If It Ends Here, The OA Sends a Seriously Terrible Message

After finishing the first season of The OA (once I was done wringing my hands and screaming “WTF did I just watch??”), I initially thought there shouldn’t be a second season. Flawed as the ending was (and oh, was it flawed), it was emotionally cathartic, and seemed to tie up all of the loose ends that the creators intended to tie up. I might be skeptical of the effectiveness of the finale’s ambiguity (more on that later), but it was clearly intended to be ambiguous.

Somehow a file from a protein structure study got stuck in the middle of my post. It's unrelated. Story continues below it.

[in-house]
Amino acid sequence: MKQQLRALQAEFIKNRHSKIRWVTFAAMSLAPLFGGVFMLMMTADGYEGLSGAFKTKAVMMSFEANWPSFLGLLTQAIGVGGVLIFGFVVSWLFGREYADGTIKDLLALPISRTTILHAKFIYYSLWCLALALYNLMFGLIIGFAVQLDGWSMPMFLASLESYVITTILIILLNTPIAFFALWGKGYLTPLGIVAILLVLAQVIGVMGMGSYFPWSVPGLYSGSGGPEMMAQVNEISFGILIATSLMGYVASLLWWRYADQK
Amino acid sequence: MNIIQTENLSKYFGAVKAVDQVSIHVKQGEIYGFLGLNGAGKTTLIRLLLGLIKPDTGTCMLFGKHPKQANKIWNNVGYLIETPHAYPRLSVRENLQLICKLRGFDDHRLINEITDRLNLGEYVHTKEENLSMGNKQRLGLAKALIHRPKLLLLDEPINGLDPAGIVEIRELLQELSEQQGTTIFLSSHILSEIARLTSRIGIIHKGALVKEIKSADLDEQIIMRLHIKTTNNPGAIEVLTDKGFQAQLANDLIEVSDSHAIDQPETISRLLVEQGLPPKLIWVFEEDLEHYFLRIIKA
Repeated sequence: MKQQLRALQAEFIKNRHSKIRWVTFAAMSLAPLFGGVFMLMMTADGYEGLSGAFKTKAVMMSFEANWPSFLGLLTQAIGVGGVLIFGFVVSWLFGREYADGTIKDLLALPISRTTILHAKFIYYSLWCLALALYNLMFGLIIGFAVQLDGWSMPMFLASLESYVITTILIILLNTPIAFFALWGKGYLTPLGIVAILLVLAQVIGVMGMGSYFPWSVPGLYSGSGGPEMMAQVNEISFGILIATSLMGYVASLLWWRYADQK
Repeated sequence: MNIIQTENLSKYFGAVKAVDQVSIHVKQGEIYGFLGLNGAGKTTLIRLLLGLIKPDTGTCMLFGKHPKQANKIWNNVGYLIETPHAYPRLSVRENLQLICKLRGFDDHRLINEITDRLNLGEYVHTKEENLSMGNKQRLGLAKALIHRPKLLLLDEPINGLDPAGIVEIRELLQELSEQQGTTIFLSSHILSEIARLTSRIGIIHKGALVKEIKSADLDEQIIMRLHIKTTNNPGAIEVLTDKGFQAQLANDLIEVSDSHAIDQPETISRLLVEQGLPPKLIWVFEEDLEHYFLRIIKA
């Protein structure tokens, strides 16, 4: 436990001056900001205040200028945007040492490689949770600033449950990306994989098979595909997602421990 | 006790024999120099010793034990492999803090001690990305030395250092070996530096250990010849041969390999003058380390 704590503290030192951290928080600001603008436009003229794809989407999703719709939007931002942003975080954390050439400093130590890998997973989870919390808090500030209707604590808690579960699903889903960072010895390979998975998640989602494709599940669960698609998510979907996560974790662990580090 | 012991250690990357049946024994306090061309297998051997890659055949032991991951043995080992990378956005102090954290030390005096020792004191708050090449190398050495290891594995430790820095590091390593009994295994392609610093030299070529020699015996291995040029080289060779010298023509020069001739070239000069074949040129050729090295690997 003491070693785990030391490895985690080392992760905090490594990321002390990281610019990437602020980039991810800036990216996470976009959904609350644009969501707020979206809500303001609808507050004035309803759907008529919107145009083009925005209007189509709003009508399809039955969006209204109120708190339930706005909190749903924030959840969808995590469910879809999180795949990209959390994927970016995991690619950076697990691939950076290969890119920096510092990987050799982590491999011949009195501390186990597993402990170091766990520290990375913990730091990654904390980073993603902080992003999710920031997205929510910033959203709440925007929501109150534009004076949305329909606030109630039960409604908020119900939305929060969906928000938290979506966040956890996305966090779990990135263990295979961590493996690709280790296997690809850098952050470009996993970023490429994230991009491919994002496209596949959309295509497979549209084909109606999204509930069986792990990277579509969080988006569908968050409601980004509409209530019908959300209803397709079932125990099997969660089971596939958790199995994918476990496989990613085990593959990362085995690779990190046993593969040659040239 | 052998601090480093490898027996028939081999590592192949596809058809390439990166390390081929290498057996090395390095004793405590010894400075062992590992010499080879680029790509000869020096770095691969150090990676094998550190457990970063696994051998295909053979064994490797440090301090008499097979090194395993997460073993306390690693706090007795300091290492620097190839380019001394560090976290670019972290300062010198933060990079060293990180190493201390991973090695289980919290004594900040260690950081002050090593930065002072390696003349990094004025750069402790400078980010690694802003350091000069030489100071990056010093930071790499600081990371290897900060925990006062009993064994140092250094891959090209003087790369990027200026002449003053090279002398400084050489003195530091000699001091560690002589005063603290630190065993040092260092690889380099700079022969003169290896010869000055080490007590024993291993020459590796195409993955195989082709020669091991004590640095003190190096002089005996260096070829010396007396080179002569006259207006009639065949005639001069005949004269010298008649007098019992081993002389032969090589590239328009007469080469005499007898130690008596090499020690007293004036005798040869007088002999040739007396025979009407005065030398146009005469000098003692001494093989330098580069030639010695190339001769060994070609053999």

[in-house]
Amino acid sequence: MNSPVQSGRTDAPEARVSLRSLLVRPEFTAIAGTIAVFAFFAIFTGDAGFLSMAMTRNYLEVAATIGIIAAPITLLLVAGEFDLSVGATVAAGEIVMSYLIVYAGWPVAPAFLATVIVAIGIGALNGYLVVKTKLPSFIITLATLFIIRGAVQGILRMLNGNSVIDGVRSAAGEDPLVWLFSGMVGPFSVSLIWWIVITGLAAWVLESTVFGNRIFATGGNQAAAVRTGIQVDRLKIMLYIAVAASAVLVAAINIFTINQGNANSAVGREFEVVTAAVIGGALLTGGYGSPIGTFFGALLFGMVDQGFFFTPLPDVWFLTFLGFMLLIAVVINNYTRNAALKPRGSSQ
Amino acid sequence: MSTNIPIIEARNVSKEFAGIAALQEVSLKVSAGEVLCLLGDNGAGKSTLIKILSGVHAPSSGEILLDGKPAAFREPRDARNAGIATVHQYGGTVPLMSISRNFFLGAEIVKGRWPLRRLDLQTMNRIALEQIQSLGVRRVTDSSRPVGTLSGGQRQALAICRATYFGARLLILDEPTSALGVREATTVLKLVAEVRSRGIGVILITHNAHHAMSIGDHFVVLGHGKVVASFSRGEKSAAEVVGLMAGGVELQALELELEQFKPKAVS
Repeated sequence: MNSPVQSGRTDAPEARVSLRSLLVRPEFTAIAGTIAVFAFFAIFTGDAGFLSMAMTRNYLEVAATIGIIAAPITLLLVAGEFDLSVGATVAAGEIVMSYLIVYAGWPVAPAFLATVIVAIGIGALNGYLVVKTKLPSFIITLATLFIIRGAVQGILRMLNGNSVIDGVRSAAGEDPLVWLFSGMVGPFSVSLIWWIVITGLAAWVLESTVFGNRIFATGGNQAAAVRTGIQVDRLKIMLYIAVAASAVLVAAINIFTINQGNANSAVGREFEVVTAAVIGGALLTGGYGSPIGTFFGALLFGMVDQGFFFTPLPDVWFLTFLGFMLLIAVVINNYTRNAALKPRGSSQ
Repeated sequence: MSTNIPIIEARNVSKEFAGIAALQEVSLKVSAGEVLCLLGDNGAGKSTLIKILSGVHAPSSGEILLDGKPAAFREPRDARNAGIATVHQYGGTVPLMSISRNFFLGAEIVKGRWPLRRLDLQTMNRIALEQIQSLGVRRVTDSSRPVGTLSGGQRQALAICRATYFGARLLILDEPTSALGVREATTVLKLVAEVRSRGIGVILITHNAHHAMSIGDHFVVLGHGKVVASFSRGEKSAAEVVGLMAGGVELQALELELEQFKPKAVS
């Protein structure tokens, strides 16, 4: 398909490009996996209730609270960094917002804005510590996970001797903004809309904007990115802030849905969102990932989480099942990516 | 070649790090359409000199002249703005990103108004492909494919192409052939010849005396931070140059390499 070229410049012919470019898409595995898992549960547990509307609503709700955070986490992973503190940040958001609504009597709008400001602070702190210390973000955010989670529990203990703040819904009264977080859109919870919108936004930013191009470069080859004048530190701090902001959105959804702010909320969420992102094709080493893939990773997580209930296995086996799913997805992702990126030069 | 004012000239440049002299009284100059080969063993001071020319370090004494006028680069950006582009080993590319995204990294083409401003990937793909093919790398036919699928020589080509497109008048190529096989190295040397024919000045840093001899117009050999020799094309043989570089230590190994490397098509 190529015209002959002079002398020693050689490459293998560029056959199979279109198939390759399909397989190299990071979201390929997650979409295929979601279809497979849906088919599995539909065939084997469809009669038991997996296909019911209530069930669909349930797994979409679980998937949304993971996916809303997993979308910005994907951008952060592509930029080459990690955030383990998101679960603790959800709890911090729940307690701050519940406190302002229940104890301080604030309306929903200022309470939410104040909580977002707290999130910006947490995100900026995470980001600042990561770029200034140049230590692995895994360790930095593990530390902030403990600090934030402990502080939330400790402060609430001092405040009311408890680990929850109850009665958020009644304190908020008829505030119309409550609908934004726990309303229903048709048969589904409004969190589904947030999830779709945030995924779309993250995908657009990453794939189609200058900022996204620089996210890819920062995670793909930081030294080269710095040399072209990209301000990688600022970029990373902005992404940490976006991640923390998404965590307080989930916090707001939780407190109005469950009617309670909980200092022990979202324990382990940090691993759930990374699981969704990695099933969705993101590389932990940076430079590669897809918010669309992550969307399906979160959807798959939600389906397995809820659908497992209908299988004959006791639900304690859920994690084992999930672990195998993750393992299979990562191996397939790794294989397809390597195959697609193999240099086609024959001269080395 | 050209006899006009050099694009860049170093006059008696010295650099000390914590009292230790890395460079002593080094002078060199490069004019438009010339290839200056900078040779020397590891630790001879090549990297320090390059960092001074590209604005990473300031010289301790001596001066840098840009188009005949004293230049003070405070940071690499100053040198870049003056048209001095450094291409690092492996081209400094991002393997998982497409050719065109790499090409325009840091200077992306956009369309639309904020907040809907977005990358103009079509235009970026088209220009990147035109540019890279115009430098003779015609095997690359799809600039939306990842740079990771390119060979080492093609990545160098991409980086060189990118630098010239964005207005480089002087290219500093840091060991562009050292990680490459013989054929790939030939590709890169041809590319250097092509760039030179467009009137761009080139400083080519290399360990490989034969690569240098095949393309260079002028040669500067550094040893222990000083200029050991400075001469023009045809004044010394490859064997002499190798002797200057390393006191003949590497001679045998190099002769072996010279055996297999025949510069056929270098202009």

Upon further reflection, I realized that it not only should have a second season, but that it needs one. The OA started off as a compelling, if slightly frustrating, show with an enormous amount of potential, which was then squandered with an ending that was at best incredibly messy and at worst embarrassingly silly. Given another installment, The OA could have a similar arc to The Leftovers, which had a frustratingly cryptic and misery-soaked first season, only to justify everything that came before in its transcendent second season. But with only one season, The OA will be remembered more like Lost, a show notable for its fascinating mode of storytelling that was ruined by terrible follow-through on its mythology. And worst of all, as it is, we’re left with an ending that–according to one interpretation–condones brainwashing and glorifies a cultish, groupthink mentality.